For example, last year Adobe’s move to cloud-based software back fired momentarily when database maintenance resulted in application availability issues. The company’s Creative Cloud service was unavailable for about a day, leaving users unable to access the web versions of apps such as Photoshop and Premiere. In total, the outage was said to have impacted at least a million subscribers. Other Adobe-related products were impacted during the downtime as well, including Adobe's Business Catalyst analytics tool. The company has since implemented procedures to prevent a similar outage from happening again.

This instance highlights the area where companies typically struggle to solve performance issues. Once a problem occurs, it usually doesn’t take long for a frustrated employee or customer to raise it with IT, and once the specific cause is identified, fixing and validating that fix should not take long. Where the delays occur is in the middle of that timeline: the diagnosis, or what Forrester refers to as the “Mean Time to Know” (MTTK).

Because an IT organization is typically divided into independent silos that have little interaction with each other, the diagnosis process cannot be a collaborative effort. The war room where personnel gather to battle the problem becomes a war against each other. Instead of one collaborative effort, each silo uses its own specialized tools to evaluate the issue, and can typically only determine the fault lies with another group, but does not know which one. So the problem gets passed from group to group, a tedious and time-wasting exercise.

We will always have different, specialized groups within one IT organization to oversee services and applications such as end-user experiences, application monitoring, database monitoring, transaction mapping and infrastructure monitoring. What must change is the elimination of the individual dashboards each group uses to monitor its own domains. The key is to roll all of that reporting information in real-time into one global dashboard that provides broad domain monitoring capabilities that can be abstracted and analyzed in a way that focuses on services and transactions. Providing this single source of truth will reconcile technology silos and support better incident and problem management processes.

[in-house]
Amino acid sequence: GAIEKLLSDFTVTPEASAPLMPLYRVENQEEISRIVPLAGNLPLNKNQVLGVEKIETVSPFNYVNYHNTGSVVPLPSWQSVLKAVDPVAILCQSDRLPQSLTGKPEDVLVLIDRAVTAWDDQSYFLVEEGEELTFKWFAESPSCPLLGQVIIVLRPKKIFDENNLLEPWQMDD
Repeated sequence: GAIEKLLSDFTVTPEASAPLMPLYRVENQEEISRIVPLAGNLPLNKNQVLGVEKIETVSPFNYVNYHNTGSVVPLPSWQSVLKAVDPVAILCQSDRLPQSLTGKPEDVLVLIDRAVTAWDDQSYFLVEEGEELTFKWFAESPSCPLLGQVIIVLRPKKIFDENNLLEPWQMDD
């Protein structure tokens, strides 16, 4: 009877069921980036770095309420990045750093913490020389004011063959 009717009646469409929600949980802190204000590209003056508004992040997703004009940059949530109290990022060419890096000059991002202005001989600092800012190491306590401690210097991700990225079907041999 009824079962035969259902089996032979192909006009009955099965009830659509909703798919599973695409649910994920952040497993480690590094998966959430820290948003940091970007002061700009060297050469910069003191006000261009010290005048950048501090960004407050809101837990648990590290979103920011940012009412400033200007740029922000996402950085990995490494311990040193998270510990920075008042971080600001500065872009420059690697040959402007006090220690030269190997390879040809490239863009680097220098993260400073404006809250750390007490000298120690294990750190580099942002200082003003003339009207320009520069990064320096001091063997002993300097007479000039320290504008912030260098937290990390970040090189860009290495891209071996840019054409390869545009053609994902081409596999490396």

In other words, you take the war out of the war room. Each participant can find the right information needed to perform his or her tasks while also sharing that information with their peers so they can do the same.

Implementing this new approach to performance management will be a radical change for many organizations, and there may be initial resistance to overcome as groups worry their individual roles are at risk of marginalization. Again, the ultimate goal is not to eliminate specialized groups within one IT organization, it is to improve the collaboration among those groups. The result is performance management that is much less reactive and must wait for a problem to occur before taking action. Universal real-time monitoring can enable IT to anticipate when and where a problem may arise and fix it before the end user or customer even notices it. The most productive end user and happiest customer can often be the ones you never hear from because their experiences are always positive. That kind of silence is golden.

Nik Koutsoukos is CMO, Strategy & Product Leader, at Catchpoint